The Kosovo Contact Group, consisting of the US, European Union states and Russia, was right after the 1999 war to freeze talk of Kosovo's final status, given the danger of provoking renewed fighting between the ethnic Albanian majority, which wants independence, and the Serb minority which claims Kosovo remains part of Serbia.

But now conditions in the former Yugoslavia are improving. Slovenia has joined the EU, Croatia has started entry talks, Macedonia is a recognised accession candidate, and Bosnia, Serbia and Montenegro have started association agreement talks. Meanwhile, ex-Yugoslav president Slobodan Milosevic and other alleged war criminals are in custody, although Bosnian Serb leaders Radovan Karadzic and Ratko Mladic are still free. And the economy is recovering from the wars of the 1990s.

With unemployment, crime and corruption rife, the enviroment is not perfect. Serbia is in a particularly hard position: as well as the prospect of losing Kosovo, it faces a likely complete break with Montenegro, the last ex-Yugoslav republic linked to Belgrade.

But there may never be a better time to act on Kosovo. And, with the US and its allies embroiled in the Middle East, western diplomats badly need a settlement in the Balkans to show intervention can end in success.

The plan is for ethnic Albanians and Serbs to negotiate a settlement. But, these talks will very likely break down as Belgrade refuses to accept independence and ethnic Albanians, who compose over 90 per cent of the population, want nothing less.

The Contact Group must then be ready to impose conditional independence as anything less would perpetuate instability and risk an ethnic Albanian backlash. In return, the ethnic Albanians must be pressed to grant the local Serbs constitutional safeguards.

A settlement can be imposed only if Russia cooperates. Moscow has voiced concern about the precedent independence might set for troubled zones of the former Soviet Union. But Russia must be persuaded that UN-sanctioned conditional independence would be a less frightening precedent than an ethnic Albanian uprising.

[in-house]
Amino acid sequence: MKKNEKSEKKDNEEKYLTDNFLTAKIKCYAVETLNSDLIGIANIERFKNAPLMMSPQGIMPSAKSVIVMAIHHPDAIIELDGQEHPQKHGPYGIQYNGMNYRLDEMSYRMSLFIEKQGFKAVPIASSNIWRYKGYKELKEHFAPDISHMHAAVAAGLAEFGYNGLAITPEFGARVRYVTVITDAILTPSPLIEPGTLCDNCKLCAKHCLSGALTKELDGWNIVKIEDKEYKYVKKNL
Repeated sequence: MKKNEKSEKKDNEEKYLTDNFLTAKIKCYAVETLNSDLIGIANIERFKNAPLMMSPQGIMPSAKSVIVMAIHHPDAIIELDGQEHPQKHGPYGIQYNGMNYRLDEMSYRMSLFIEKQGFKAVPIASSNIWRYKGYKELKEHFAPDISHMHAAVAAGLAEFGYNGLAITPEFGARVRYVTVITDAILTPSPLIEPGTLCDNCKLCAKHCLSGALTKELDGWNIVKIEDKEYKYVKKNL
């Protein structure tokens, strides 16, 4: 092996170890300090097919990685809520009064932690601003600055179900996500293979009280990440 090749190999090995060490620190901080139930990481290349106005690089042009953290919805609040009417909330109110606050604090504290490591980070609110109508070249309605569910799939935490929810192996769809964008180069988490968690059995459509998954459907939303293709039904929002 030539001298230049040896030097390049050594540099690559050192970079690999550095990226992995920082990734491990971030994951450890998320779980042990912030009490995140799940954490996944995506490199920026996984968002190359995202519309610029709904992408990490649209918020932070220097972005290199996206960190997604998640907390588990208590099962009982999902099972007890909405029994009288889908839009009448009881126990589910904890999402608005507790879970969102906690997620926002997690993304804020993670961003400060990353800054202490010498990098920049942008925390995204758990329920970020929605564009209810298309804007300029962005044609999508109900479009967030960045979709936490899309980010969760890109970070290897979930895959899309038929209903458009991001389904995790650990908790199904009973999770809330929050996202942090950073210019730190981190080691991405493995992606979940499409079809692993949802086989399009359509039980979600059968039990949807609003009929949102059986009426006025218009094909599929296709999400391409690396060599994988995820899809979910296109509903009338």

Whatever the final deal, international troops and administrators must remain in Kosovo for years to come. The EU must continue to support the region with aid and stick by promises of future EU membership. Nothing will help the region to break with the past and focus on the future more than the prospect of EU integration.

Belgrade must be ready for possible Kosovo independence - Serbian paper

Text of unattributed commentary entitled: "Shadow of Rambouillet", published by the Serbian newspaper Danas on 21 February

When a country is in a situation where it has to discuss the status of part of its territory, that in itself constitutes a kind of defeat - the defeat of a policy that over a protracted period of time was unable to deal with internal problems in a rational way and ensure the functioning of the community. This is what has happened to Serbia in the case of Kosovo.

Not so long ago, Belgrade held all instruments of power in this province, but it did not know how to curb a swelling interethnic conflict and provide peace and security. When this territory became engulfed in total chaos, the international community stepped in and practically removed Kosovo from Serbia's rule.

What comes now is the definition of a new status of Kosovo. In the meantime, a major political turnabout has occurred in Belgrade. The regime that was mostly to blame for the exacerbation of the Kosovo problem has been overthrown, but unfortunately, this has not obliterated in the eyes of international arbiters a negative role played by Belgrade in the creation of the Kosovo crisis.